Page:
Agendas & Minutes
Agendas are available prior to the meetings. Minutes are available following approval.
About the Committee
The Legislative Subcommittee of the Board of Supervisors makes recommendations to the full board on state and federal legislative policies. The Subcommittee annually recommends to the full Board a Federal Legislative and Policy Platform and a State Legislative and Policy Platform that establishes the county’s priorities for that year. The subcommittee consists of two members of the Board of Supervisors and is selected annually by the full Board. The current members are: District 3 Supervisor Diane Dillon and District 2 Supervisor Ryan Gregory.
Principles & Goals
The 2019 Board supports these legislative principles and goals:
The primary goal of the County's elected representatives and employees is to serve and support the County's social and economic well-being and the health and safety of its citizens. Therefore, the Napa County Board of Supervisors has adopted the following principles:
The County of Napa will encourage, seek and support legislation and policies that protect the County's quality of life, its diverse natural resources and preserve the County's essence, history and agricultural heritage.
The County of Napa will encourage, seek and support legislation and policies that facilitate orderly economic expansion and growth, oppose unfunded and / or unnecessary State mandates, and increase the opportunity for discretionary revenues and programmatic and financial flexibility.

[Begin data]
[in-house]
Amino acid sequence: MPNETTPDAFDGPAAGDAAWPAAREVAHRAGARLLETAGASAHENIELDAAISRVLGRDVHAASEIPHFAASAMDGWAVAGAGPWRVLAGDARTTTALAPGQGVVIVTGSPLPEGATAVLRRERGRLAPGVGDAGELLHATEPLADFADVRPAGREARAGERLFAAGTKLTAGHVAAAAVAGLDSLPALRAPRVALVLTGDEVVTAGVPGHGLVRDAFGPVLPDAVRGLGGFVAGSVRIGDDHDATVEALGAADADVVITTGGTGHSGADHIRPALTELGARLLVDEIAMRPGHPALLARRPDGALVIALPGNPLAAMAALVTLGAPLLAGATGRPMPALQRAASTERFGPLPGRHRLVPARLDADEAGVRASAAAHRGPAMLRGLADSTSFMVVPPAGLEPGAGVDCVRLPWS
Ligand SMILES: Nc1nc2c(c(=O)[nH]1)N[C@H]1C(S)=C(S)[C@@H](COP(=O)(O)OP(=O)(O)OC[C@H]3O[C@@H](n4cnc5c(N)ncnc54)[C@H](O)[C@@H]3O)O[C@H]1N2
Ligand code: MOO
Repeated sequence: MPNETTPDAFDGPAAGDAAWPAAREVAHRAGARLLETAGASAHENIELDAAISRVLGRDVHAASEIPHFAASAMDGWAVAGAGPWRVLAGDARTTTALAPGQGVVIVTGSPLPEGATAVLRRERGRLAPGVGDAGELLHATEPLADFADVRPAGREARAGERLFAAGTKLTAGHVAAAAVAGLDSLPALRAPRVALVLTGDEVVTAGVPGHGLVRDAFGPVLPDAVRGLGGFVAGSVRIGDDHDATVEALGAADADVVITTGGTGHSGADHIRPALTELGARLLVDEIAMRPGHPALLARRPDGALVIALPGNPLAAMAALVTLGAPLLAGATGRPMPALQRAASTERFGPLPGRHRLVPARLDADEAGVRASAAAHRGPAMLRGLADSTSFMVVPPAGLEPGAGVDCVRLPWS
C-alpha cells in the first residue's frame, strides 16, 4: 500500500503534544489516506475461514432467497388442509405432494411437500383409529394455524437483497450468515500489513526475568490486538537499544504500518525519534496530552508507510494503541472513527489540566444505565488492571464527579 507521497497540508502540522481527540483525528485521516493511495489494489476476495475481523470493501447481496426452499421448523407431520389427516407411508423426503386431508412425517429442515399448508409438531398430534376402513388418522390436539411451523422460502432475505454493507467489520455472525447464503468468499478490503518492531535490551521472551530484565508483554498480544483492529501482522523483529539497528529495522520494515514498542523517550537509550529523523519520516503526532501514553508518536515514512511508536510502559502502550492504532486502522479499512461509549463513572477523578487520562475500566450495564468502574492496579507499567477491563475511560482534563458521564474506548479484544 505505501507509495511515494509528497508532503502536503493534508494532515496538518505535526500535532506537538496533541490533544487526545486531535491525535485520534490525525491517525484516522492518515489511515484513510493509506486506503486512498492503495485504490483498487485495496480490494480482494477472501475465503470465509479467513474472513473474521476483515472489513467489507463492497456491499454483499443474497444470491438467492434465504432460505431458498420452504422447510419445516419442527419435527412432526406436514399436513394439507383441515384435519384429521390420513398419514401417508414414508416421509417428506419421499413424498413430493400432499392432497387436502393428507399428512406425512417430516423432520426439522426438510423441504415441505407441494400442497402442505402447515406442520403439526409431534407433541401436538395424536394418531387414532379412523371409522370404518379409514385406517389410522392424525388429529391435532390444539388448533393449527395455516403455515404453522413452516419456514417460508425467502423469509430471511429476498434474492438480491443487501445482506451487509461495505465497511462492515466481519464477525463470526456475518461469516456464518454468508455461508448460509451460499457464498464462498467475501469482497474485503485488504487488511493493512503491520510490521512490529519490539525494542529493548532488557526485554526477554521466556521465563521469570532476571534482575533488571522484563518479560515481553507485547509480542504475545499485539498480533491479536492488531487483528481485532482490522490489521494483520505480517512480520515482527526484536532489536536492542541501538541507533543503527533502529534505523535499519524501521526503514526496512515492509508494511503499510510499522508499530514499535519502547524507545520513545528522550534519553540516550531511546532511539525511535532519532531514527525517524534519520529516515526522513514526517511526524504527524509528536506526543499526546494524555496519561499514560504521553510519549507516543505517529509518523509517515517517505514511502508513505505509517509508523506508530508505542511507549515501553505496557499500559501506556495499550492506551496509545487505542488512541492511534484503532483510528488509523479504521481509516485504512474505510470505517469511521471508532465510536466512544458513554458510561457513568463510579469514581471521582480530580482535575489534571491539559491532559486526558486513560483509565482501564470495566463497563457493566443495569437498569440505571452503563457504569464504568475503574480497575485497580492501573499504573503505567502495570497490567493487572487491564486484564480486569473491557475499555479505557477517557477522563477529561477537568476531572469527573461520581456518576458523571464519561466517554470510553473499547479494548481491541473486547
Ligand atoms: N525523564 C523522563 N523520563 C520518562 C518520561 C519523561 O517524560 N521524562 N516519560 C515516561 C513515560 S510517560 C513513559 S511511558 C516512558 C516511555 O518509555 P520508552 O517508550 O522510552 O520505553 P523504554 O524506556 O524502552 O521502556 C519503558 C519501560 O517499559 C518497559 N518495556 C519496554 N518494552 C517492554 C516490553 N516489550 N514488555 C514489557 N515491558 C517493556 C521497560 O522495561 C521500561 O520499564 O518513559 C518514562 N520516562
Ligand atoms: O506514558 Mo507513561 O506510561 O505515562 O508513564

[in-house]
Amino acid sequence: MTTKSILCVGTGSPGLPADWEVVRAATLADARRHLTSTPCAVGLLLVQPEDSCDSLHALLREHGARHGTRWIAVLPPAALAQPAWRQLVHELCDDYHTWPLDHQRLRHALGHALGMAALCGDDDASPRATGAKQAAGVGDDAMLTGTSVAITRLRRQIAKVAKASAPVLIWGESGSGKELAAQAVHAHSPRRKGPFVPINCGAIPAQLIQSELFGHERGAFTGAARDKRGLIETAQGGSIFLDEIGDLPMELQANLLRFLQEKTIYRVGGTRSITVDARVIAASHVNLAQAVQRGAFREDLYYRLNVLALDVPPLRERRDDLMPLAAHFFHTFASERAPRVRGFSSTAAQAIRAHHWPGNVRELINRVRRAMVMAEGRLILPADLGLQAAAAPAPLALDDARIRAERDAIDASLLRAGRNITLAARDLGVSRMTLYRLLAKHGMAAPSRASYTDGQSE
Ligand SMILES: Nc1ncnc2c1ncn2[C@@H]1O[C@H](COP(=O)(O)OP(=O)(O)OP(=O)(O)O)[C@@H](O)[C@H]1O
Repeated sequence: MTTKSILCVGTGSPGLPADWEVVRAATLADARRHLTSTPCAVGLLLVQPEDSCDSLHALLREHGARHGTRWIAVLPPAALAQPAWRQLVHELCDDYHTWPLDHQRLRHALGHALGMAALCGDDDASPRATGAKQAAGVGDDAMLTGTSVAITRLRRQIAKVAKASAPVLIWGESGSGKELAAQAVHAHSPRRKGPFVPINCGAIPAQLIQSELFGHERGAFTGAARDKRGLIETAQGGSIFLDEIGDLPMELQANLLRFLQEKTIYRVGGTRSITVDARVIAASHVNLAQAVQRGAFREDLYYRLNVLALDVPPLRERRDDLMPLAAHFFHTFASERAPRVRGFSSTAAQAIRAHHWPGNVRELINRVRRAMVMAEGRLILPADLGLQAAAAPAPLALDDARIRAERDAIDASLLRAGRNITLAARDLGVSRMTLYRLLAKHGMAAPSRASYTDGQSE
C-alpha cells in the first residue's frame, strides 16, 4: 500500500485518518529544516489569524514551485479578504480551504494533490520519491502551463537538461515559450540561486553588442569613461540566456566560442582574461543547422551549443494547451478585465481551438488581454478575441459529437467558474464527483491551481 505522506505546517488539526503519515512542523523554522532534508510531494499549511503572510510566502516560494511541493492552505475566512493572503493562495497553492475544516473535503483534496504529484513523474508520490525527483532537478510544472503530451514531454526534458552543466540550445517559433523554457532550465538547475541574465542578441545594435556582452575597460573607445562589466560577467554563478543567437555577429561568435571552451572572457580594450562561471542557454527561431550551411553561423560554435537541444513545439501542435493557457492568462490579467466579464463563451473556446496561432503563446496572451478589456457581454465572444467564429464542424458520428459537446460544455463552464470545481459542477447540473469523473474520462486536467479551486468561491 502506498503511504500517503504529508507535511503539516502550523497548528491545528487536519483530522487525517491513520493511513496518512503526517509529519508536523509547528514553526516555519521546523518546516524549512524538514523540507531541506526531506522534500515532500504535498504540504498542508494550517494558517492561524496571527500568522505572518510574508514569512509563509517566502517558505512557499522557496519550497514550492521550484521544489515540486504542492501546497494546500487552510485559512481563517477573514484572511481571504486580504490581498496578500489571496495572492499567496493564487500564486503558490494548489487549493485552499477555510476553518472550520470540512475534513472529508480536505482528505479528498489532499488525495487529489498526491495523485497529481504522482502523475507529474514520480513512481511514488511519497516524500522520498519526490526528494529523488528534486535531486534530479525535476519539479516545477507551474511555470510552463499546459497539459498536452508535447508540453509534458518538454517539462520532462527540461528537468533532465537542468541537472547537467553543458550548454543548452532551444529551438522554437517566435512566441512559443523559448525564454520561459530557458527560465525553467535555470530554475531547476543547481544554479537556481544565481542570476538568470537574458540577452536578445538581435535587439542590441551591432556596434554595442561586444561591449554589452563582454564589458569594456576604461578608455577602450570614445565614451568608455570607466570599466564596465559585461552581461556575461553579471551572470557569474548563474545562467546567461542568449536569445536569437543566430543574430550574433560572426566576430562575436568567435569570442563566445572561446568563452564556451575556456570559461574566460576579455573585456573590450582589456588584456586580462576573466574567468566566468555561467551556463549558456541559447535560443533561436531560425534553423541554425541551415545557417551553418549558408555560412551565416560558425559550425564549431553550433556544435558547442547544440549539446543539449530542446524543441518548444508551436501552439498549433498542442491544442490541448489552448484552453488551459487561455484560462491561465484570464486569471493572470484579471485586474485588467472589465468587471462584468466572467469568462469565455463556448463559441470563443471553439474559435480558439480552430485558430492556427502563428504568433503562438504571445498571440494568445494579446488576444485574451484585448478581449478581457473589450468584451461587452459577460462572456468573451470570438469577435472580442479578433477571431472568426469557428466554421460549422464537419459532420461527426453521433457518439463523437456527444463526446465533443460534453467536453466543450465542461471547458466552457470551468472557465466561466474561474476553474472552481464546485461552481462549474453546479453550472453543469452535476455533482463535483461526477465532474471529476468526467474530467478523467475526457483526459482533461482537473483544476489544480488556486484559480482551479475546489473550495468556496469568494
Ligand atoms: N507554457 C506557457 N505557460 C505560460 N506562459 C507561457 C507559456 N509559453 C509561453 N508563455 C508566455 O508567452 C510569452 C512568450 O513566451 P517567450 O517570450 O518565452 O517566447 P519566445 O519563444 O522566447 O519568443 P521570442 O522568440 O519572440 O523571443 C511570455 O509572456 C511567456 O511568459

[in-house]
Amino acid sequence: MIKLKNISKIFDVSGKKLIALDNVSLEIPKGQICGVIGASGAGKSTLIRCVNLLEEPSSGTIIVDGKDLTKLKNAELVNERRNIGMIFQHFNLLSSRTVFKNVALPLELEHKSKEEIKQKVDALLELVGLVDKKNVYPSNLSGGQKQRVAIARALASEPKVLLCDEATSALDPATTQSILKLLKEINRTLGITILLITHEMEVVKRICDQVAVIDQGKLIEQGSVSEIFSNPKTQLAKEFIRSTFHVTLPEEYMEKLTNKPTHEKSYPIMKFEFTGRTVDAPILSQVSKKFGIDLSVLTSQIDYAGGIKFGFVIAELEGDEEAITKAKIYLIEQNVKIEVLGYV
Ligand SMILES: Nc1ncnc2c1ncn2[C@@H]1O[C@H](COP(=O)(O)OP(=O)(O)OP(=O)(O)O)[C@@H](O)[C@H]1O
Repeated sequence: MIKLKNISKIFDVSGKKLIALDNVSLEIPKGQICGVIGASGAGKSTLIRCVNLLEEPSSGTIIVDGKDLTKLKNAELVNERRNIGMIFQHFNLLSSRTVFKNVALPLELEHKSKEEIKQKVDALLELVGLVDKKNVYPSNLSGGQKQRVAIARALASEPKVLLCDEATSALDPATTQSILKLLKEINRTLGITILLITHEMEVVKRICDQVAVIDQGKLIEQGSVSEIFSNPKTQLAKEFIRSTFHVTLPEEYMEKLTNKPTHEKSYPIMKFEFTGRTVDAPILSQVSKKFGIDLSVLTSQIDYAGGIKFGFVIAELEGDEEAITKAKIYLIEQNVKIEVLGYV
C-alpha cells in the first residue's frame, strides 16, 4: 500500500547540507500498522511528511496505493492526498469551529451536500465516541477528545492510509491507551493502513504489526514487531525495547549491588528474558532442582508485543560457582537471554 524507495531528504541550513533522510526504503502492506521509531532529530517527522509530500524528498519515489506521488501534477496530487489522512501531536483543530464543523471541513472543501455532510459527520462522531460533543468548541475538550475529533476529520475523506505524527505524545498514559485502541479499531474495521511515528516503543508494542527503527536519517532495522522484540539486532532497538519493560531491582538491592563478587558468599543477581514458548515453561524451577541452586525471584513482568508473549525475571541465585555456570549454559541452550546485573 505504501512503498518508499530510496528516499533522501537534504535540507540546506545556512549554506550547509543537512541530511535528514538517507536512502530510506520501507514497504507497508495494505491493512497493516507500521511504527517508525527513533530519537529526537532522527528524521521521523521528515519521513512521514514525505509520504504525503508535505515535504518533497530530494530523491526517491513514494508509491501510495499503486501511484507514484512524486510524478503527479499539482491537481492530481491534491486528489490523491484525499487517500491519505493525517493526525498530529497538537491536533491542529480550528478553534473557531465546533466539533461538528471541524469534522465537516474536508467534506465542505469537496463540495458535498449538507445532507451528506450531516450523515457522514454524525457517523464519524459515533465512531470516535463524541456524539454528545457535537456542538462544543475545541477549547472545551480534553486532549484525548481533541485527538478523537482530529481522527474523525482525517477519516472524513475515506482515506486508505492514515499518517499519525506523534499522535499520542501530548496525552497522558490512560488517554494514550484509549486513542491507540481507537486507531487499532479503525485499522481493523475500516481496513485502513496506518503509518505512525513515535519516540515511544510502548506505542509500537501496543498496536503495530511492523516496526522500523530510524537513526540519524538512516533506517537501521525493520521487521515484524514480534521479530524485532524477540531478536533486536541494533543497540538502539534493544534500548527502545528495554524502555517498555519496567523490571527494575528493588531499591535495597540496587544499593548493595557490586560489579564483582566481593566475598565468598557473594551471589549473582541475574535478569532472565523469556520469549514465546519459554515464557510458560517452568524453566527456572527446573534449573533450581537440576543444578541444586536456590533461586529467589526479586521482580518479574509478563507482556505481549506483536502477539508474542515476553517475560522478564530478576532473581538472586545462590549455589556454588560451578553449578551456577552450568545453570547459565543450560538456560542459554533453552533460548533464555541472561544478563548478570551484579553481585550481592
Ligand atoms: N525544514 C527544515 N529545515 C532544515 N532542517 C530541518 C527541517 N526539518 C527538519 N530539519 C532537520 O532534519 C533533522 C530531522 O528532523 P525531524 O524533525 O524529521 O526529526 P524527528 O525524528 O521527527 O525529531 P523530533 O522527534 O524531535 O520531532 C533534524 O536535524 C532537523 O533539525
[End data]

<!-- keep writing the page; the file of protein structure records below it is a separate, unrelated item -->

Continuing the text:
In 1968, the Napa County Board of Supervisors had the forethought to preserve open space and prevent future overdevelopment by creating the nation’s first Agricultural Preserve. This designation has ensured that Napa Valley’s limited resources are preserved for agriculture first and foremost. In recent years, a group of individuals has sued the federal government, seeking to be recognized as the Mishewal Wappo Indian tribe. As part of that lawsuit, the plaintiffs have requested that land in Napa County be taken into sovereign trust status. Napa County opposes efforts that would exempt real property from local land use regulations, including provisions regulating the Agricultural Preserve, which ultimately could upset Napa County’s vital agricultural economy. Napa County will work with its legislative delegation to ensure tribal land is not exempt from local land use regulation.
The Board of Supervisors seeks to appropriately locate housing in the urban areas of the County. The Board supports State housing needs assessment reforms that provide flexibility and acknowledge the differences between rural and urban counties. The Board also supports legislation that would allow for the transfer of mandated County housing units to the incorporated areas within the County at any time during the housing cycle and for the County to receive allocation credits for those transfers in exchange for the expenditure of County housing funds or the provision of County land. Rural counties lack adequate infrastructure and services necessary to support housing in less developed unincorporated areas.
Preserving the Agricultural Economy
In 1968, the Napa County Board of Supervisors had the forethought to preserve open space and prevent future overdevelopment by creating the nation's first Agricultural Preserve. This designation has ensured that Napa Valley's limited resources are preserved for agriculture first and foremost. Napa County opposes efforts that would exempt real property, such as tribal land, from local land use regulations, including provisions regulating the Agricultural Preserve, which ultimately could upset Napa County's vital agricultural economy.